I knew that Tea Party types and goldbugs didn't like the Fed loosening monetary policy, but as you'd expect, that sentiment has now percolated up into the upper reaches of the Republican Party.
I'm interested in the direction this sentiment has taken. Mike Pence has introduced legislation to eliminate the Fed's mandate to reduce unemployment. In the short-term, this fits his political incentives -- it's good for Pence and Congressional Republicans if unemployment stays high, because Obama will get most of the blame.
But what happens in the long term? When we get a Republican president, will the GOP realize that it's in their interest to have lower unemployment? Or will hard-money views have become such a theological issue within the Republican Party that they'll genuinely come to think that having the Fed fight inflation no matter who is President is the right move?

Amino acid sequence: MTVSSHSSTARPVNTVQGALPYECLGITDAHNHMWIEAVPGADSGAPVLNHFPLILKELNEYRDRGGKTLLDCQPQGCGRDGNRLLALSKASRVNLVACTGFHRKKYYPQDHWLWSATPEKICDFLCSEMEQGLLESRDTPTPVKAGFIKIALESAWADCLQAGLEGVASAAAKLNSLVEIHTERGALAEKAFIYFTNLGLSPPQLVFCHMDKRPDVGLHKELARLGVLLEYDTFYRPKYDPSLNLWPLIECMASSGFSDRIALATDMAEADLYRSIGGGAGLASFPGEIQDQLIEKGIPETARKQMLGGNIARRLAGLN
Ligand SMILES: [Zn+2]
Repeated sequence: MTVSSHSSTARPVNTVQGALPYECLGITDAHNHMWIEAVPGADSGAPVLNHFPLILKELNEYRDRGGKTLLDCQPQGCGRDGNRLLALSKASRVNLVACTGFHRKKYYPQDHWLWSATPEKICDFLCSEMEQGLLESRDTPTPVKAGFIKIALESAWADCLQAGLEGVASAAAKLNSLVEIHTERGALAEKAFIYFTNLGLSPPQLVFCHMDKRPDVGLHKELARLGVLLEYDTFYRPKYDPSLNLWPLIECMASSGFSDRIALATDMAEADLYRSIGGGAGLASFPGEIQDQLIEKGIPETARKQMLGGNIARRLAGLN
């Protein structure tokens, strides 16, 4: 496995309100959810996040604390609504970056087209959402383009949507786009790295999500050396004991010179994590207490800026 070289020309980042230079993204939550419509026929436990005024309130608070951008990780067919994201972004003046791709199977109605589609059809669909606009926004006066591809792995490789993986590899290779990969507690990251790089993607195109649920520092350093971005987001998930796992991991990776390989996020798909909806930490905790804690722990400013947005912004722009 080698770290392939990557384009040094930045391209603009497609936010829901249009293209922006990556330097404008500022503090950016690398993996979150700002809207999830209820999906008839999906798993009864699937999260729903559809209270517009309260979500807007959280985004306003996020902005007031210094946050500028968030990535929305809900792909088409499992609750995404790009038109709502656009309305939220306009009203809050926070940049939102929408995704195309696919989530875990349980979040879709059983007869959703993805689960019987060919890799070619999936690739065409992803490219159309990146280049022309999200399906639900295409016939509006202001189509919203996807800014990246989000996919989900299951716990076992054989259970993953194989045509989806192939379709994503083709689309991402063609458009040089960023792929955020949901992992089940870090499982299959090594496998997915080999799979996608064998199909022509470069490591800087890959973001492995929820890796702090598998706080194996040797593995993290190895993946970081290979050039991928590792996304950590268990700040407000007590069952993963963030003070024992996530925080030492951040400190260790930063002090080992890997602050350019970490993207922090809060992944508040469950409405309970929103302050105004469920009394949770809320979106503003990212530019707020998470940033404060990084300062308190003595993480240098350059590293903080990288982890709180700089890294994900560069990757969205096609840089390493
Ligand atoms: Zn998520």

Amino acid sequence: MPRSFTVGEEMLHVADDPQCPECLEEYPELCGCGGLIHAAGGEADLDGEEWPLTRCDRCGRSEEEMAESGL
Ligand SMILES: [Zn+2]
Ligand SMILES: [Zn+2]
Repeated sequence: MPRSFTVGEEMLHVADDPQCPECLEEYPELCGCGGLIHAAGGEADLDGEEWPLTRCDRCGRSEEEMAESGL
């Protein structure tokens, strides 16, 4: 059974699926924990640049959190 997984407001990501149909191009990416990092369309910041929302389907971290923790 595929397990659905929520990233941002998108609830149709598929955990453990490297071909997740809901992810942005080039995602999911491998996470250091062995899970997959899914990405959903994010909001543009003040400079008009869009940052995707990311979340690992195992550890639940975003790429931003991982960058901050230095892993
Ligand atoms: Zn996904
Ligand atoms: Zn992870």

A lot of this will depend on the economic advisors that have a Republican president's ear at at that point. If it's conservative economists who are keeping quiet now as the Republican Party displays total economic illiteracy, so that they can get good GOP jobs in the future, we'll probably see the GOP suddenly lose interest in fighting inflation. But if they get displaced by people who have risen to power as prophets of the new goldbuggery, we end up with Republicans who find a really easy way to drive themselves out of power when they get in.
It's legitimately in the economic interests of management and the asset-owning classes for their to be very low inflation, whereas high unemployment doesn't effect them. They'll allow a little stimulus and loose money to keep them elected, but only a little.
Again, what's new here ISN'T an extremist attitude against inflation. That's 30 years old for all of America. What's new is people actually having an argument over it. But presumably a Republican president after 2010 will have the same attitude as Reagan and Bush did.
Post a Comment